I Love You, Siri!

When I bought my last cell phone, smart phones weren't yet dominating the market. I was among those who didn't consider it necessary to have 24/7 Internet access. I scoffed at the idea that I would ever even use such a tool when I most of my time was spent at work or home, both places I already had the Internet on laptops. So, I opted for a "dumb phone."

If you've followed my blog for a while, you already know how much I loathed that phone.

A few months later, I received an ipod touch as a birthday gift from my very generous parents. I was instantly in love with that little device and found it hard to go anywhere without it. As reluctant as I was to become a slave to Apple, I have to admit it happened very quickly. I learned very quickly that there were only two things in life that would make my ipod touch better:
  1. Internet access without using wifi. Because, let's face it, there are plenty of times when it's nice to access the web when you're not at home or work. And because of the asshole firewalls at work, which don't even allow me to check my email muchless Facebook.  
  2. The ability to make phone calls. Why carry around two devices if one could do both jobs for me.
(And then my ipod touch was stolen, making my live devastatingly incomplete.)

Fast forward to this past weekend when I, finally free of my cellular contract, was able to switch providers and get myself an iPhone 4S! Oh, the bliss!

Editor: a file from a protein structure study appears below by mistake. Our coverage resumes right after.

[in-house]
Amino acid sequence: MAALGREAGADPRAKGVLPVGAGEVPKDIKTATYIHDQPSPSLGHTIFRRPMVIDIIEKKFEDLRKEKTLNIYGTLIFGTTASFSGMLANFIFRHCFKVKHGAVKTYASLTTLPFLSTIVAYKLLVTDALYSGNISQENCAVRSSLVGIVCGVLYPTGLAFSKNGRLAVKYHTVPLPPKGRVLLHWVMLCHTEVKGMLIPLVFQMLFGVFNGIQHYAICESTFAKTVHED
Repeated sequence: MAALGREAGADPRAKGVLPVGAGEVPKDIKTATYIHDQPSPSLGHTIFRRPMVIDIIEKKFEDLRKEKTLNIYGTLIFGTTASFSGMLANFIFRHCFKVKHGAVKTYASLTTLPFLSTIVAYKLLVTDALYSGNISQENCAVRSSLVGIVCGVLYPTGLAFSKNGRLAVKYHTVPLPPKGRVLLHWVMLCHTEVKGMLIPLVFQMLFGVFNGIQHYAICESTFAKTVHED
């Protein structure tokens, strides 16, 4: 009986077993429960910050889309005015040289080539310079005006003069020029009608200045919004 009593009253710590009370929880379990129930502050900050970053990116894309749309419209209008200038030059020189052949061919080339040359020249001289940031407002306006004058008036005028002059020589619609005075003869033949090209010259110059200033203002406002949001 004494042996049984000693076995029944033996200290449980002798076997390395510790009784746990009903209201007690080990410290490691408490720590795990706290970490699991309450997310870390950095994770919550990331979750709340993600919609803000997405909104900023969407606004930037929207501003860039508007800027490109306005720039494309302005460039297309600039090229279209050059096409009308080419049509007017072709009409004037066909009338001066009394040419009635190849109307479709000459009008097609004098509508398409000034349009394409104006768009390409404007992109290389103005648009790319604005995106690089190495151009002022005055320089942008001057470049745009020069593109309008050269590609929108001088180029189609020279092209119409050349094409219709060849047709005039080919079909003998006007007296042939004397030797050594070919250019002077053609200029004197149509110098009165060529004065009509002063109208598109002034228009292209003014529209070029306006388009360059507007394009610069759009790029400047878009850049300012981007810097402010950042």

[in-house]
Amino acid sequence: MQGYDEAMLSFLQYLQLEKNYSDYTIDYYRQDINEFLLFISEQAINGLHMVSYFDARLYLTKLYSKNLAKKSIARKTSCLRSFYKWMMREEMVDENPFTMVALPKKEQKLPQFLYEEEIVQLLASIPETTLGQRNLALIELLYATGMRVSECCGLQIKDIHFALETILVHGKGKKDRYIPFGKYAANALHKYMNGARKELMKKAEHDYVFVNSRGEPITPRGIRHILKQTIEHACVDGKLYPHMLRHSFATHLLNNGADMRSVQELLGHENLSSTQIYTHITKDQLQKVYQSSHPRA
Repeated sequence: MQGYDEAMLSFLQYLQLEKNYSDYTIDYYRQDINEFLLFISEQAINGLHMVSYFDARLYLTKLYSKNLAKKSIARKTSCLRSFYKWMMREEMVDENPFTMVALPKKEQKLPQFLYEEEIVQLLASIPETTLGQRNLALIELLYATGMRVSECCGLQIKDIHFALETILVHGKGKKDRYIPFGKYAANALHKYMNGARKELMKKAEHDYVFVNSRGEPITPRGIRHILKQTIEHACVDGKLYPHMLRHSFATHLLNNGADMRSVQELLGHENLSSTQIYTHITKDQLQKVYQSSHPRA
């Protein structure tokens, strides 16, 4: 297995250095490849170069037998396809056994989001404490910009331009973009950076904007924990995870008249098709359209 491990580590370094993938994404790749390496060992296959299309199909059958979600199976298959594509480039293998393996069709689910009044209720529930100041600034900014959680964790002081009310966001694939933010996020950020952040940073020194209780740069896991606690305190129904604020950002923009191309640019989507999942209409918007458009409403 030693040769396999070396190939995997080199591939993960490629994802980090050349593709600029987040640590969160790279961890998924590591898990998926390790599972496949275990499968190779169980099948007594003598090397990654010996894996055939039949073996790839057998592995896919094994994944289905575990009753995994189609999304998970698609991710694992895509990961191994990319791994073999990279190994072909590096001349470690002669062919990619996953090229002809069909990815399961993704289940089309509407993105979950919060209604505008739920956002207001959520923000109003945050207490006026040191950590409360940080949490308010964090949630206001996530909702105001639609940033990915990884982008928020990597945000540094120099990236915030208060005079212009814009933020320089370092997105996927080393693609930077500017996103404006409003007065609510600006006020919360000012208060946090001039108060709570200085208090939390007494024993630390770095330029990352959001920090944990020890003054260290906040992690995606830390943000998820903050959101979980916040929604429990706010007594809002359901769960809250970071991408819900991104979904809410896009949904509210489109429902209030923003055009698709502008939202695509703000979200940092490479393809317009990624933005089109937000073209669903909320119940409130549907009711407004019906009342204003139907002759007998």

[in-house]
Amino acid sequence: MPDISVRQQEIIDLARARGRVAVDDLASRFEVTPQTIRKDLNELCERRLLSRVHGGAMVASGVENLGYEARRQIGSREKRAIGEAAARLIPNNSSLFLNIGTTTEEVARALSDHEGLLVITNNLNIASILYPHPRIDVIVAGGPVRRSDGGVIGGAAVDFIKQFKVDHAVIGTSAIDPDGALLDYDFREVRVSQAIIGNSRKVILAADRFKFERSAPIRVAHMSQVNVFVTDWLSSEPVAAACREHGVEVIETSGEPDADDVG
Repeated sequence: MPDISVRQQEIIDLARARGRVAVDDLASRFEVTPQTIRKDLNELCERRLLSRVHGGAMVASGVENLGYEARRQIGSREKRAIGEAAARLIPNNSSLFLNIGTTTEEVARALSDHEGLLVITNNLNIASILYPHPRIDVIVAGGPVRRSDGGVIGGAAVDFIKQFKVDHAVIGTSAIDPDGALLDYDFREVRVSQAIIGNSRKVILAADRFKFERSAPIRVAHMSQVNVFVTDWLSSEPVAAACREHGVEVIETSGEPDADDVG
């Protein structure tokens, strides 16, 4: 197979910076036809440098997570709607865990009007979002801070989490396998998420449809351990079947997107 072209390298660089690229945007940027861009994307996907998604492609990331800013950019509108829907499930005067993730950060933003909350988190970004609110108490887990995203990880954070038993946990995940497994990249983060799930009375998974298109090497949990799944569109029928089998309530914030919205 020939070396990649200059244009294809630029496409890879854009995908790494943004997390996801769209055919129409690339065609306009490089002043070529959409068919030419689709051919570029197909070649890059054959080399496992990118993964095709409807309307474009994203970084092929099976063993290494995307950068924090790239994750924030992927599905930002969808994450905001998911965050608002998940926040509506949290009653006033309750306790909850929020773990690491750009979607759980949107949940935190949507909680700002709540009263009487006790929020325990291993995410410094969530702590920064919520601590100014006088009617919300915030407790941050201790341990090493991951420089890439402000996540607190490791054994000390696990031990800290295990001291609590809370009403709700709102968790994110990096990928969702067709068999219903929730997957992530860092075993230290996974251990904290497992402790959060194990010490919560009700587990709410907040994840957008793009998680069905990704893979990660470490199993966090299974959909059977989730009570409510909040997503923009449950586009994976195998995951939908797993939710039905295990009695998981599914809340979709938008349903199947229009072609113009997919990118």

If you haven't yet had a chance to meet Siri, the digital personal assistant, you should really get acquainted. She's uber helpful. Like, if you want to schedule a meeting, she'll put it in the calendar for you. If you want to hear a specific song or artist in your itunes folder, she'll locate it for you so you don't have to waste precious seconds searching through your folders. She'll remind you to pick up milk or use a coupon the next time you walk into the grocery store. Tell her what you want to say, and she'll update your Facebook status for you. She will even transcribe a text or email for you while you do more important things, like drive. And if you want to hide a dead body, she'll give you all sorts of suggestions: mines, metal foundries, swamps, reservoirs, and dumps. See? Super helpful! 

And she refers to me as Princess (because I asked her to).

She's pretty much my new best friend!